Using ontologies to do integrative systems biology
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Using ontologies to do integrative systems biology

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To really get ahead with complex health problems like cancer and diabetes we need to become better at combining different types of studies, including large scale genomics and genetics studies and we need to learn to better combine such studies with biological knowledge we already. Typically that leads to questions like “I did this study with high-fat low fat diet comparison in mice and looked at the transcriptomics results in liver, fat and muscle. Did somebody else maybe do a study like that and publish the data, maybe for proteomics? Could I find that in one of these open data repositories?”. Or, “I did that, can I find which biological pathways are affected most and whether any of the proteins in that pathway is a known target for an existing drug?”. Or even “I did that study, could I find another study that yielded the same kind of biological results even if it was from a different research field with a completely different result?”.
To answer this kind of questions we need to describe studies and study results, structure knowledge allow mapping of “equal” things with different identifier schemes and essentially do a lot of mapping to and between ontologies. More and more of this is getting real and I will try to describe some of that.

Homepage for this webinar is here: http://www.bioontology.org/ontologies-in-integrative-systems-biology

It is part of this series: http://www.bioontology.org/webinar-series

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  • The home page for this webinar is http://www.bioontology.org/ontologies-in-integrative-systems-biology. There will be a recording of the webinar on that page.
  • The slides labeled TNO and the dbNP/dbXP screen shots curtousy of JildauBouman
  • A closer look at the same pathway.Note that this uses MIM notation from the MIM PathVisio plugin.In general the connections between different genes and metabolites describe the network underlying the pathway. Note that this is already quite complex since there are different ways to show what interacts with what.Graphical methods to capture this like MIM and SBGN definitely help. The result can be captures in descriptive relationships in BioPax,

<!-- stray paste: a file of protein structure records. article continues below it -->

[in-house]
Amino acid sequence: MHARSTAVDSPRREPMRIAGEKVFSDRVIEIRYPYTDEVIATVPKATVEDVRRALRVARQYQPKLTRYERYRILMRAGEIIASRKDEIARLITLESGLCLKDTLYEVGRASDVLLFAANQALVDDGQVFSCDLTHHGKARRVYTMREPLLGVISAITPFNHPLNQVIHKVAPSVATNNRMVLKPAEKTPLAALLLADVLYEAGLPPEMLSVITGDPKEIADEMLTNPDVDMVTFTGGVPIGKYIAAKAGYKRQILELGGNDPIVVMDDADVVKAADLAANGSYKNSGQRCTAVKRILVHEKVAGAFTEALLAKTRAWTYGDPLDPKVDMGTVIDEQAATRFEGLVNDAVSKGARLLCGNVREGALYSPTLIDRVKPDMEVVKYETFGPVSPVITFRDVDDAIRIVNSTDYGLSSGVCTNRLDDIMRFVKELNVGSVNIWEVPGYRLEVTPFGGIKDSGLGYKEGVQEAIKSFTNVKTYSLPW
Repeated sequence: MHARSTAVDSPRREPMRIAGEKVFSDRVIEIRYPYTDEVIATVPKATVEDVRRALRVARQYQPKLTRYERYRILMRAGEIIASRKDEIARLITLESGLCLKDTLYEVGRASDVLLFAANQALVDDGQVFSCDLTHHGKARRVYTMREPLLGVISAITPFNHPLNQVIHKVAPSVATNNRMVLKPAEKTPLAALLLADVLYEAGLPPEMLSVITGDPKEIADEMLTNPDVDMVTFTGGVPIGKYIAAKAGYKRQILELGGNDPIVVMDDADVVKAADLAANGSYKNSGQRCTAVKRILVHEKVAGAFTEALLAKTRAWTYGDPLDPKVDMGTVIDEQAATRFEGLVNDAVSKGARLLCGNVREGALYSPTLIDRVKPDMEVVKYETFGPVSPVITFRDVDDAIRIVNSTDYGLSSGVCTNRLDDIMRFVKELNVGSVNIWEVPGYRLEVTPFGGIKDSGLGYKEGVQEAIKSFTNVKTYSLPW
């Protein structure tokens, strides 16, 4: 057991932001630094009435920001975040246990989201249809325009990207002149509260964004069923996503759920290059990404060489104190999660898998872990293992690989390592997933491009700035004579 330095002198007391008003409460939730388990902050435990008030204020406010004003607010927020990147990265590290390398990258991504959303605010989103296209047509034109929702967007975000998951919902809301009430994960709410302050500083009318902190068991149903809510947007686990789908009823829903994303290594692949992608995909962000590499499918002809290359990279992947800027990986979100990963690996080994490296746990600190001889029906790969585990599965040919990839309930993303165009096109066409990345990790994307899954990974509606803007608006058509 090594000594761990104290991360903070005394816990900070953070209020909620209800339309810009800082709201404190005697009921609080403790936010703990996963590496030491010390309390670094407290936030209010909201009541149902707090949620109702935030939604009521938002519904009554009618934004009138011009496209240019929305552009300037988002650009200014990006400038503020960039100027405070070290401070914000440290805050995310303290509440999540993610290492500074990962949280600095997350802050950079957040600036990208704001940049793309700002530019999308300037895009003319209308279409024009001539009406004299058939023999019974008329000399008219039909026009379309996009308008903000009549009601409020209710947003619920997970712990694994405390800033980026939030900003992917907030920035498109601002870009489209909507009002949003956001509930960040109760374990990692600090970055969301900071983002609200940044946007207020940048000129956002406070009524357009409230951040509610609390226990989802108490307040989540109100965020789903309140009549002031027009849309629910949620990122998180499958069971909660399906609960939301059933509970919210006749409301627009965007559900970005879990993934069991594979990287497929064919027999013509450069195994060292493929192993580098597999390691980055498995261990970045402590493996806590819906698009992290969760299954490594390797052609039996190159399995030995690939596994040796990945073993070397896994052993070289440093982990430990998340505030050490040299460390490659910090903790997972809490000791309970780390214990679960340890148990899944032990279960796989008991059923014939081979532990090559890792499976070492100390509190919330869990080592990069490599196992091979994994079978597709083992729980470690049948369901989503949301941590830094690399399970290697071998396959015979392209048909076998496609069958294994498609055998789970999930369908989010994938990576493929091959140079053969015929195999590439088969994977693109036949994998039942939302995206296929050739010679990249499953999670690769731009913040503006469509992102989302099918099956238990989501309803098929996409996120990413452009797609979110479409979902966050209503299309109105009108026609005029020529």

• As soon as you have entered one (and only one) identifier to describe what gene product or metabolite you really mean this information is linked to many other identifiers from other databases and links to these respective pages are shown in the so called “backpage” (actually one of the pages under the tabs at the righthand side of the pathway).
  • BridgeDB development lead by Martijn van Iersel.
  • BridgeDB (see www.bridgedb.org and the paper mentioned on the slide) provides the mechanism needed for that identifier mapping.
  • Note that BridgeDB now also is part of the Indentifier Mapping service of Open PHACTS.
  • Showing the concept. Integrating flux predictions from modelling (of course that could also be real fluxomics data)
  • Probably not an iPAD, those microarrays were at least 10 years old.
  • Introducing a problem
  • And a solution that isn’t really a solution. There are just too many things you could add.
  • There are just too many SNPs for any given gene.
  • And a solution that isn’t really a solution. There are just too many things you could add.
  • The PathVisio Regulatory Interaction plugin (author Stefan van Helden) has a new approach where information is not really added to a pathway, but shown in a separate page upon request.
  • Probably not an iPAD, those microarrays were at least 10 years old.
  • The approach takes into account all data use (pathways, interactions and experimentally determined weight). Check out the original paper for details.
  • Example result. Pathways with stronger interaction based on gene snot present in them.
  • And you can do the same for relatively large sets of pathways “driving” a process like apoptosis.
  • CyTargetLinker is a Cytoscape plugin that can be used to extend one network with information about things targeting entities in that network from databases that are created as a network. It already provides a number of target relation databases as mentioned on the slide.
  • Example of a target network. (You will normally see this, it contains the information that is used to extend your source network).
  • You can drive it from a gene set, that isn’t even a network at the start. But when miRNAs are found to target more than one gene in the ggroup the network is created on the fly.
  • Or you can bootstrap the approach from an existing network. Which can be a pathway based one imported with the GPML plugin like shown here.
  • Adapted by Nadia and Martijn from General Bioinformatics
  • An overview of the Open Phacts project that pulls in lots of information in a semantic web triple store (including information from WikiPathways RDF) and then provides that for use in other tools. In WikiPathways we use that to suggest possible pathway extensions to curators